Conceptualization, H.C. and Z.D.; methodology, Z.D.; software, Z.D.; validation, G.L., H.C., and Z.D.; formal analysis, Z.D.; investigation, H.C.; resources, H.C.; data curation, G.L.; writing—original draft preparation, Z.D.; writing—review and editing, G.L.; visualization, Z.D.; supervision, H.C.; project administration, G.L. All authors have read and agreed to the published version of the manuscript.

Funding

This research receive no external funding.

Conflicts of Interest

The authors declare no conflict of interest.

Appendix A. Proof of Proposition 1

In the Stackelberg game, the manufacturer is the CLSC leader. The online price ( p 1 ) , the wholesale price ( w ) , and the collection rate ( Γ ) are the manufacturer’s decision variables. So, the manufacturer’s objective function is
π m = ( p 1 c ) d 1 + ( w c ) d 2 + s τ ( d 1 + d 2 ) 1 2 k τ 2 + m ( τ τ 0 ) .
The retailer decides the offline price based on the manufacturer’s decisions. The offline price p 2 is the retailer’s decision variable, and its corresponding profit function is
π r = ( p 2 w ) d 2 .
Using the method of backward induction, the solution order is opposite to the decision-making sequence. We first identify the optimal solution of the retailer’s offline price p 2 from the first-order derivative.
p 2 = α a + a + b 1 w + p 1 r 2 b 1
Substitute Equation (A3) into the manufacturer’s objective function and then solve the function. We get the Hessian matrix of the manufacturer’s objective function A. To ensure the function is concave, its Hessian matrix must be negative. There, the condition b 1 3 b 1 s 2 + 4 k + 2 r s 2 + r 2 s 2 > 0 must be satisfied. Based on this, we can obtain the p 1 * , w * , τ * , and p 2 * from the first-order derivative, which corresponds to Proposition 1. In addition, we also discuss d 2 * and d 1 * . From the optimal solutions of the manufacturer, we can obtain d 2 * and d 1 * as follows.
d 2 * = b 1 b 1 ( s ( a ( 2 α 1 ) s + 2 m ) 2 c k ) + a ( 1 2 α ) r s 2 2 ( α 1 ) k + 2 r ( c k m s ) 4 b 1 2 k + r s 2 6 b 1 2 s 2 + 2 r 2 s 2
d 1 * = b 1 b 1 ( s ( a ( 1 2 α ) s + 4 m ) 4 c k ) + 4 a α k + a ( 2 α 1 ) r s 2 + 2 c k r 2 m r s + 2 r ( a α k + a k + c k r m r s ) 2 b 1 3 b 1 s 2 + 4 k + 2 r s 2 + 2 r 2 s 2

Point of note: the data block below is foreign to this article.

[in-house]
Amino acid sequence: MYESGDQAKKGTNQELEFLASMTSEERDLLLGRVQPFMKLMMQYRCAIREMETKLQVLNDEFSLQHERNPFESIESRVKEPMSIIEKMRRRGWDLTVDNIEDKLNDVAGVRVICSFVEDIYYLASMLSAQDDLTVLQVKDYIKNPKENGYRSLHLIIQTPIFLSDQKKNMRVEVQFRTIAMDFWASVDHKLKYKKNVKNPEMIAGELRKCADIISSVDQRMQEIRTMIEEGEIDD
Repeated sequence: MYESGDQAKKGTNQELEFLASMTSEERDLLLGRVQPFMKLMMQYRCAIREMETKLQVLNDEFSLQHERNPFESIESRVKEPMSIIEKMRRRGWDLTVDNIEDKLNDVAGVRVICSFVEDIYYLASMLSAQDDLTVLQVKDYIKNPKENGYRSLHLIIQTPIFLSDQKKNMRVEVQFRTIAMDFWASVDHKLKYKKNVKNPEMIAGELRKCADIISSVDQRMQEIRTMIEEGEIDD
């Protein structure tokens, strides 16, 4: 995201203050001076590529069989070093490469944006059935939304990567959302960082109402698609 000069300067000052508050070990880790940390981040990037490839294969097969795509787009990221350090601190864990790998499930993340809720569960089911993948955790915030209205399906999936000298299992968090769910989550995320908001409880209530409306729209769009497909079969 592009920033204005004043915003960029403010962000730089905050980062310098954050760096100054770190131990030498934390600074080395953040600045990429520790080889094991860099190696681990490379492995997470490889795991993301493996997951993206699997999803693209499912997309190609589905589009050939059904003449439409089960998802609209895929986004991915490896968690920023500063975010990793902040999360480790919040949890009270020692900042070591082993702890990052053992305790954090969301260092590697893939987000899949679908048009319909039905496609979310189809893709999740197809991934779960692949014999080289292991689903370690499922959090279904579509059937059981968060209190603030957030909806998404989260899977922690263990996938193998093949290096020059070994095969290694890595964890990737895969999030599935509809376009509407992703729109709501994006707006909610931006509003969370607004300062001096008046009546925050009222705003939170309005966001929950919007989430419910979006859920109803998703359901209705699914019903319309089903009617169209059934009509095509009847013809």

We denote α 0 as the critical value of the consumers’ loyalty to the online channel between the dual channels and the single retailer channel. When α 0 < α < 1 , the manufacturer only has the online channel to sell the products; when α < α 0 , the manufacturer owns two channels. Similarly, we denote α 1 as the critical value of the consumers’ loyalty between the online channel and the dual channels. When α < α 1 , the manufacturer only has the retailer channel. We find that α 1 = a b 1 r s 2 + a b 1 2 s 2 + 2 a k r + 2 b 1 c k r 4 b 1 2 c k 2 b 1 m r s + 4 b 1 2 m s + 2 c k r 2 2 m r 2 s 2 a 2 b 1 k b 1 r s 2 + b 1 2 s 2 + k r < 0 and α 0 = a b 1 s 2 + 2 a k + a r s 2 2 b 1 c k + 2 b 1 m s + 2 c k r 2 m r s 2 a b 1 s 2 + k + r s 2 , which indicates that there exists a critical value α 0 between the single retailer channel and the dual channels. This paper focuses on the condition of a dual-channel supply chain; thus, we omit the discussions of the condition α 0 < α < 1 .

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Figure 1. Manufacturer collection model with government reward–penalty mechanism (RPM).
Figure 1. Manufacturer collection model with government reward–penalty mechanism (RPM).
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Figure 2. The consumer surplus, market demand, and environmental impact with respect to m.
Figure 2. The consumer surplus, market demand, and environmental impact with respect to m.
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Figure 3. Profits of the supply chain members with respect to m.
Figure 3. Profits of the supply chain members with respect to m.
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Figure 4. Total social welfare change according to RPM intensity.
Figure 4. Total social welfare change according to RPM intensity.
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Figure 5. Total social welfare with respect to m and s.
Figure 5. Total social welfare with respect to m and s.
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Table 1. Model parameters.
Table 1. Model parameters.
SymbolDescription
cunit cost of production
sthe residual value of collected used products
rthe cross-price sensitivity
b 1 the price-sensitive coefficient of the market demand
α the coefficient of costumer loyalty to the online channel
d 1 the online channel market demand
d 2 the offline channel market demand
athe potential demand of the market, if the products are free
kthe scaling parameter corresponding to the cost structure
mreward–penalty intensity set by government for the manufacturer
τ 0 target collection quantity set by government for the manufacture
p 1 the online selling price set by the manufacture
p 2 the offline selling price set by the retailer
τ the collection rate of the used products
wwholesale set by manufacture to retailer
π m The manufacturer’s profit
π r The retailer’s profit
Table 2. Parameter settings.
Table 2. Parameter settings.
ParametersValue
b 1 2
r0.5
c50
s20
a200
k8000
α 0.5
e 1 10
Table 3. The government optimal RPM.
Table 3. The government optimal RPM.
s m * τ 0 *
0.41732.470.481
0.451813.910.502
0.51895.340.523
0.551976.780.543
0.62058.220.564
Table 4. The decisions and profits of supply chain members under the optimal government RPM.
Table 4. The decisions and profits of supply chain members under the optimal government RPM.
s p 1 * p 2 * w * τ * π m * π r *
0.478.656117.28594.8560.4813862.561006.11
0.4582.648110.65590.6480.5024009.99800.555
0.586.440104.02586.4400.5234267.29618.467
0.5590.23297.39582.2320.5434636.22459.840
0.694.02390.76578.0230.5645111.49324.677